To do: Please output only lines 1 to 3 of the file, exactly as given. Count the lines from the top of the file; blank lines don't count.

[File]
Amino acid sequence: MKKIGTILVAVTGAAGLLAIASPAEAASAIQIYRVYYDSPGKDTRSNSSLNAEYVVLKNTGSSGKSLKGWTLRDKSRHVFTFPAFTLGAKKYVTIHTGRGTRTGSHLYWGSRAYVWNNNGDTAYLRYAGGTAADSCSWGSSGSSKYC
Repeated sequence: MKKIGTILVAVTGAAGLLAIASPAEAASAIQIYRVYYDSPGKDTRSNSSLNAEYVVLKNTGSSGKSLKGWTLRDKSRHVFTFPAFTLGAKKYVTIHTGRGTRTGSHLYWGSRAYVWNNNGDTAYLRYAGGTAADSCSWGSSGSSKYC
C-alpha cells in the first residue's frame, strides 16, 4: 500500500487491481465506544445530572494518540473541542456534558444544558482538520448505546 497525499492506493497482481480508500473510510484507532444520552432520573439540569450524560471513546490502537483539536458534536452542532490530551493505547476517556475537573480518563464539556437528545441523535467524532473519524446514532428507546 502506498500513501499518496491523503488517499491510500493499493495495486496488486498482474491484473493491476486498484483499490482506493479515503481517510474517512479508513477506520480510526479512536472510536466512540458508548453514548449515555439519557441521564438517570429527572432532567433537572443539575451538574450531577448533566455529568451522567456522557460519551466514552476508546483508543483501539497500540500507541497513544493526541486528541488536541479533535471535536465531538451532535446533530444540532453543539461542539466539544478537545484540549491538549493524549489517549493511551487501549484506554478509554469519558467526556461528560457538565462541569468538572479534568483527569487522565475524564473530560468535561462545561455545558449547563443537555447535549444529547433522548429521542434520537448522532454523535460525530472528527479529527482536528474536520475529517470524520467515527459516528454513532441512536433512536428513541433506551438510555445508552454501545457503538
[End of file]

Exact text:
Amino acid sequence: MKKIGTILVAVTGAAGLLAIASPAEAASAIQIYRVYYDSPGKDTRSNSSLNAEYVVLKNTGSSGKSLKGWTLRDKSRHVFTFPAFTLGAKKYVTIHTGRGTRTGSHLYWGSRAYVWNNNGDTAYLRYAGGTAADSCSWGSSGSSKYC
Repeated sequence: MKKIGTILVAVTGAAGLLAIASPAEAASAIQIYRVYYDSPGKDTRSNSSLNAEYVVLKNTGSSGKSLKGWTLRDKSRHVFTFPAFTLGAKKYVTIHTGRGTRTGSHLYWGSRAYVWNNNGDTAYLRYAGGTAADSCSWGSSGSSKYC
C-alpha cells in the first residue's frame, strides 16, 4: 500500500487491481465506544445530572494518540473541542456534558444544558482538520448505546 497525499492506493497482481480508500473510510484507532444520552432520573439540569450524560471513546490502537483539536458534536452542532490530551493505547476517556475537573480518563464539556437528545441523535467524532473519524446514532428507546 502506498500513501499518496491523503488517499491510500493499493495495486496488486498482474491484473493491476486498484483499490482506493479515503481517510474517512479508513477506520480510526479512536472510536466512540458508548453514548449515555439519557441521564438517570429527572432532567433537572443539575451538574450531577448533566455529568451522567456522557460519551466514552476508546483508543483501539497500540500507541497513544493526541486528541488536541479533535471535536465531538451532535446533530444540532453543539461542539466539544478537545484540549491538549493524549489517549493511551487501549484506554478509554469519558467526556461528560457538565462541569468538572479534568483527569487522565475524564473530560468535561462545561455545558449547563443537555447535549444529547433522548429521542434520537448522532454523535460525530472528527479529527482536528474536520475529517470524520467515527459516528454513532441512536433512536428513541433506551438510555445508552454501545457503538